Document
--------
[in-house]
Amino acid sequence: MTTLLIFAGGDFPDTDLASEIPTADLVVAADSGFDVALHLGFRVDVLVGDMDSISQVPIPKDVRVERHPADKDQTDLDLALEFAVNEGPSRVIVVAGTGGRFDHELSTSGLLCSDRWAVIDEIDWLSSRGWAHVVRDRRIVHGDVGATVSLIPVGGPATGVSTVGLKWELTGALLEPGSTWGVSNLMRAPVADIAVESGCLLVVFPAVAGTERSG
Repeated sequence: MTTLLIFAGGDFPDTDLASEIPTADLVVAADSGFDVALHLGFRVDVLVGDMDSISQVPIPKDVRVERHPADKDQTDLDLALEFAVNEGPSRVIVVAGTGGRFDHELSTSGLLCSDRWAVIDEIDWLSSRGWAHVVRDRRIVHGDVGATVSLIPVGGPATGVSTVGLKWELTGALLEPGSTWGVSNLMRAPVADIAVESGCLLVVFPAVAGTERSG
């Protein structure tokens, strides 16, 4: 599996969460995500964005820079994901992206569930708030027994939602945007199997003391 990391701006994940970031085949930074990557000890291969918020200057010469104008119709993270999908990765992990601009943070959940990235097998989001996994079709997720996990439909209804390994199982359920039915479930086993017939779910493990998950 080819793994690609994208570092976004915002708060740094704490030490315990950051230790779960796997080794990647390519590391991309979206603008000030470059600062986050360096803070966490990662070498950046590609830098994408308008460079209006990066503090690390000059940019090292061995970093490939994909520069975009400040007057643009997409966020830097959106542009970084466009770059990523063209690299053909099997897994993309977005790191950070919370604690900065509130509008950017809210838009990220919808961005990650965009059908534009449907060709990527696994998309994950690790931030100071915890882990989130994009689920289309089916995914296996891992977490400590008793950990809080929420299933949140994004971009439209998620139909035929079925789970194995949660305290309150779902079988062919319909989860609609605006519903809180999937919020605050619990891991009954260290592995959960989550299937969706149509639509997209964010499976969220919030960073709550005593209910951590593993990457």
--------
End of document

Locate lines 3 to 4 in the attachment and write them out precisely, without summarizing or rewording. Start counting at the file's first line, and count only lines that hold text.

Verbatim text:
Repeated sequence: MTTLLIFAGGDFPDTDLASEIPTADLVVAADSGFDVALHLGFRVDVLVGDMDSISQVPIPKDVRVERHPADKDQTDLDLALEFAVNEGPSRVIVVAGTGGRFDHELSTSGLLCSDRWAVIDEIDWLSSRGWAHVVRDRRIVHGDVGATVSLIPVGGPATGVSTVGLKWELTGALLEPGSTWGVSNLMRAPVADIAVESGCLLVVFPAVAGTERSG
């Protein structure tokens, strides 16, 4: 599996969460995500964005820079994901992206569930708030027994939602945007199997003391 990391701006994940970031085949930074990557000890291969918020200057010469104008119709993270999908990765992990601009943070959940990235097998989001996994079709997720996990439909209804390994199982359920039915479930086993017939779910493990998950 080819793994690609994208570092976004915002708060740094704490030490315990950051230790779960796997080794990647390519590391991309979206603008000030470059600062986050360096803070966490990662070498950046590609830098994408308008460079209006990066503090690390000059940019090292061995970093490939994909520069975009400040007057643009997409966020830097959106542009970084466009770059990523063209690299053909099997897994993309977005790191950070919370604690900065509130509008950017809210838009990220919808961005990650965009059908534009449907060709990527696994998309994950690790931030100071915890882990989130994009689920289309089916995914296996891992977490400590008793950990809080929420299933949140994004971009439209998620139909035929079925789970194995949660305290309150779902079988062919319909989860609609605006519903809180999937919020605050619990891991009954260290592995959960989550299937969706149509639509997209964010499976969220919030960073709550005593209910951590593993990457």